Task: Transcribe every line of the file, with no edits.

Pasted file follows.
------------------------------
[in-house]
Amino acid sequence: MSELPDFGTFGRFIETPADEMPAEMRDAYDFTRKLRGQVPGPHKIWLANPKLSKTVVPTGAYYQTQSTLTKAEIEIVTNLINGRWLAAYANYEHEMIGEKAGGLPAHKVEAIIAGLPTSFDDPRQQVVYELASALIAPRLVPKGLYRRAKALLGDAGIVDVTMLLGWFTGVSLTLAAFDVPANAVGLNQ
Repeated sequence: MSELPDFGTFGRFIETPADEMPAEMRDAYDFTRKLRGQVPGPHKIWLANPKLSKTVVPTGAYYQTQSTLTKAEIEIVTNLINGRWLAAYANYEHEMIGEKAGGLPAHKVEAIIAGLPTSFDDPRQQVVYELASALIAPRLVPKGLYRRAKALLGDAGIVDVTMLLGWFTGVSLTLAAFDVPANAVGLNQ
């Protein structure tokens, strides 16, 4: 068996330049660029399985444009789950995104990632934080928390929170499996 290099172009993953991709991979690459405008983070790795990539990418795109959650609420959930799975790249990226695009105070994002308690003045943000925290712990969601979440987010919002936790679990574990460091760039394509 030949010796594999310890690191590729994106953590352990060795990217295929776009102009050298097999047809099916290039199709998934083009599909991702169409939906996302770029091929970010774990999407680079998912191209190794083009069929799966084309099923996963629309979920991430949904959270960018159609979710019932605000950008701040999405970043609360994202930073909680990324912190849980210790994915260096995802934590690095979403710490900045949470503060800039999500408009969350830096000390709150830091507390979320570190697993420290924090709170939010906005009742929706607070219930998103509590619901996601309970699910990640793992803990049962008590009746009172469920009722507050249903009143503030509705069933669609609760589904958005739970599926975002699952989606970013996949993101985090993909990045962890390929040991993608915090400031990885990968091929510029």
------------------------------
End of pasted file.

[in-house]
Amino acid sequence: MSELPDFGTFGRFIETPADEMPAEMRDAYDFTRKLRGQVPGPHKIWLANPKLSKTVVPTGAYYQTQSTLTKAEIEIVTNLINGRWLAAYANYEHEMIGEKAGGLPAHKVEAIIAGLPTSFDDPRQQVVYELASALIAPRLVPKGLYRRAKALLGDAGIVDVTMLLGWFTGVSLTLAAFDVPANAVGLNQ
Repeated sequence: MSELPDFGTFGRFIETPADEMPAEMRDAYDFTRKLRGQVPGPHKIWLANPKLSKTVVPTGAYYQTQSTLTKAEIEIVTNLINGRWLAAYANYEHEMIGEKAGGLPAHKVEAIIAGLPTSFDDPRQQVVYELASALIAPRLVPKGLYRRAKALLGDAGIVDVTMLLGWFTGVSLTLAAFDVPANAVGLNQ
């Protein structure tokens, strides 16, 4: 068996330049660029399985444009789950995104990632934080928390929170499996 290099172009993953991709991979690459405008983070790795990539990418795109959650609420959930799975790249990226695009105070994002308690003045943000925290712990969601979440987010919002936790679990574990460091760039394509 030949010796594999310890690191590729994106953590352990060795990217295929776009102009050298097999047809099916290039199709998934083009599909991702169409939906996302770029091929970010774990999407680079998912191209190794083009069929799966084309099923996963629309979920991430949904959270960018159609979710019932605000950008701040999405970043609360994202930073909680990324912190849980210790994915260096995802934590690095979403710490900045949470503060800039999500408009969350830096000390709150830091507390979320570190697993420290924090709170939010906005009742929706607070219930998103509590619901996601309970699910990640793992803990049962008590009746009172469920009722507050249903009143503030509705069933669609609760589904958005739970599926975002699952989606970013996949993101985090993909990045962890390929040991993608915090400031990885990968091929510029």